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SALEM COMMUNITY HOSPITAL...Living with peripheral neuropathy

October 29, 2012
Salem News

Over 20 million Americans suffer from peripheral neuropathy, which can occur at any age, but is more common among older adults. Often referred to as "nerve damage," this disease disrupts the nerves that connect the spinal cord to the muscles, skin, joints, or internal organs.

"The nerves of the peripheral nervous system send information to and from your brain and spinal cord, to other parts of your body," explained Neurologist Chaohua Yan, M.D. "Peripheral neuropathy occurs when the nerves outside of the brain and spinal cord are damaged."

Nerves that may be affected by peripheral neuropathy include:

- Sensory nerves that receive sensations such as heat, pain or touch.

- Motor nerves that control how your muscles move.

- Autonomic nerves that control body functions like blood pressure, heart rate, digestion and bladder function.

Symptoms

"The symptoms of peripheral neuropathy depend on several factors, such as which type of nerves are affected," Dr. Yan advised. "Motor nerve damage usually leads to symptoms that affect the muscles, such as muscle weakness, cramps, and spasms. It is not uncommon for this type of neuropathy to lead to a loss of balance and coordination.

"Sensory nerve damage can cause various symptoms, such as tingling, numbness, or sensitivity to touch. Pain from this type of neuropathy is often described as burning, freezing, or shooting; and many people report a sensation of wearing a thin stocking or glove. These sensations tend to be worse at night, and can become severe. However, some people experience a lessening or absence of sensation, where nothing is felt at all.

"Autonomic nerve damage affects internal organs and involuntary functions and can lead to abnormal blood pressure and heart rate, reduced ability to perspire, bowel or bladder problems and thinning of the skin."

Who Gets Neuropathy?

"People with diabetes, who poorly control their blood sugar levels, are very likely to suffer from neuropathy and about one half of all diabetics have this condition," Dr. Yan continued. "Autoimmune diseases such as lupus and rheumatoid arthritis also increase a person's chance of developing a neuropathy."

About 30 percent of neuropathy cases are considered idiopathic, which means they have no known cause. The remaining cases of neuropathy have several possible causes, including:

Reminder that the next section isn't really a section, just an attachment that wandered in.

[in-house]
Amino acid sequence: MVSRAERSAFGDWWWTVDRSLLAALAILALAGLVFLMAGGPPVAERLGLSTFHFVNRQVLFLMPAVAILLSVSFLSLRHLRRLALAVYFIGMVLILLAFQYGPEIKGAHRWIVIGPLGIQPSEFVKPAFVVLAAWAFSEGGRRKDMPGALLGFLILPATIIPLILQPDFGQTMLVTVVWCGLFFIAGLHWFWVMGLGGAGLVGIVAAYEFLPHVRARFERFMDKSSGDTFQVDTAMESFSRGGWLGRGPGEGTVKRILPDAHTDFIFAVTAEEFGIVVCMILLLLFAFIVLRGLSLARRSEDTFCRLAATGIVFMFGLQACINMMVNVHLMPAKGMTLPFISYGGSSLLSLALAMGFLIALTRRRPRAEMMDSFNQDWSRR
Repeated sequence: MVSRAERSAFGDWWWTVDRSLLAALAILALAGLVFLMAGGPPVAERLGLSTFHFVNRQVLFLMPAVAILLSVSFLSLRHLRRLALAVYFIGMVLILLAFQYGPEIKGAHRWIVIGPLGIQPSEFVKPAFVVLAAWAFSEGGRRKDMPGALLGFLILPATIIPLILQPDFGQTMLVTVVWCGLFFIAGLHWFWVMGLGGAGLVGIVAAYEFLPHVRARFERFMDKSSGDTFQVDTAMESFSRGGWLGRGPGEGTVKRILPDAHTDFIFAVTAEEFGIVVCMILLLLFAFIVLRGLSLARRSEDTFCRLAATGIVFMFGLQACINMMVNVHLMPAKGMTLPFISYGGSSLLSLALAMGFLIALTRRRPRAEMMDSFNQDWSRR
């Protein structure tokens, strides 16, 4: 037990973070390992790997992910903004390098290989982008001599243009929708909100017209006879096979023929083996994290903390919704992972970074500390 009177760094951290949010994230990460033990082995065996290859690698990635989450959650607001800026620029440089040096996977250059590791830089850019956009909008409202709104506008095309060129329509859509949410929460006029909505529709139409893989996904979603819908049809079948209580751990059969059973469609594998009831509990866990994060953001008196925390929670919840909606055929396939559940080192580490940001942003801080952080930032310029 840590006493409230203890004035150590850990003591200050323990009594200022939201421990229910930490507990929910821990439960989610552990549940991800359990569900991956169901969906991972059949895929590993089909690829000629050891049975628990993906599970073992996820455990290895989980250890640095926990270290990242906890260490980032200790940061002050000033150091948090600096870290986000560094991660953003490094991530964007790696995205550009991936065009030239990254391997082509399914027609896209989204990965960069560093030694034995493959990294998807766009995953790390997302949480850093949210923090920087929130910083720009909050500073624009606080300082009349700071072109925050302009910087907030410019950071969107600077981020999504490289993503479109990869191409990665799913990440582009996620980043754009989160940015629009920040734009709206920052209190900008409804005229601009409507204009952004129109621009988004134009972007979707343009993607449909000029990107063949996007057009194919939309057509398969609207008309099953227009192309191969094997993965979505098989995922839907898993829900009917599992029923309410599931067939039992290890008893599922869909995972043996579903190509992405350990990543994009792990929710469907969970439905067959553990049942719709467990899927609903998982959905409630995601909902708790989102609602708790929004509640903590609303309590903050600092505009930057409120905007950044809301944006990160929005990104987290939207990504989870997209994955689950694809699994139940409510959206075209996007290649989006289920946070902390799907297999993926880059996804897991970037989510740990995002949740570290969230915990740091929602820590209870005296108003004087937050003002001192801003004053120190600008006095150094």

- Trauma or pressure on nerves, often from wearing a cast or performing repetitive motions

- Nutritional problems and vitamin deficiencies, such as a lack of B vitamins

- Alcoholism, often through poor dietary habits and vitamin deficiencies

- Autoimmune diseases like lupus, rheumatoid arthritis, or Guillain-Barre syndrome

- Tumors, which can press up against nerves

- Diseases and infections, such as kidney or liver disease, Lyme disease, HIV/AIDS, or an underactive thyroid (hypothyroidism)

- Exposure to toxins, such as heavy metals or certain medications

Treatment

"It is very important to check with a neurologist as soon as you notice the symptoms, before this disease has a chance to cause too much permanent damage," Dr. Yan suggested.

"Some types of peripheral neuropathy can be cured, but most cannot. However, a neurologist can help patients feel more comfortable and their quality of life can be greatly improved. Most therapies are directed at treating the underlying disease and improving the symptoms with the right medications.

"There are a variety of treatments that range from medications and creams to special diets and therapies that can stimulate the nervous system," Dr. Yan said. "Antidepressants are a favored treatment for neuropathies and can relieve neuropathic pain in non-depressed persons."

Another class of medications commonly prescribed for neuropathy are called anticonvulsants, which block calcium channels on the neurons to limit pain. Opioid narcotic treatments for neuropathy are also used to treat this condition, but are less favored because of the risk of dependency.

Transcutaneous electrical nerve stimulation (TENS) may also help to relieve symptoms. In this type of therapy, adhesive electrodes are placed on the skin, and a gentle electric current is delivered through the electrodes at varying frequencies.

"There are several lifestyle remedies that can be used to manage neuropathy and prevent its symptoms," Dr. Yan concluded. "For example, take good care of your feet, especially if you have diabetes. Check your feet daily for signs of blisters, cuts or calluses. Tight shoes and socks can worsen pain and tingling, and may lead to sores that won't heal.

"In addition, ask your doctor about an exercise routine that's right for you. Regular exercise may help reduce neuropathy pain and can assist in controlling blood sugar levels. Massages of the hands and feet may also be helpful in stimulating nerves and temporarily relieving pain. Finally, don't keep your knees crossed or lean on your elbows for long periods of time. Doing so may cause new nerve damage."

For more information, contact board certified neurologist Chaohua Yan, M.D., Ph.D., at The Neurology Center of Salem, Inc., 2235 East Pershing Street, next to Salem Home Medical. Appointments with Dr. Yan may be scheduled by calling 330-337-4940.

 
 

 

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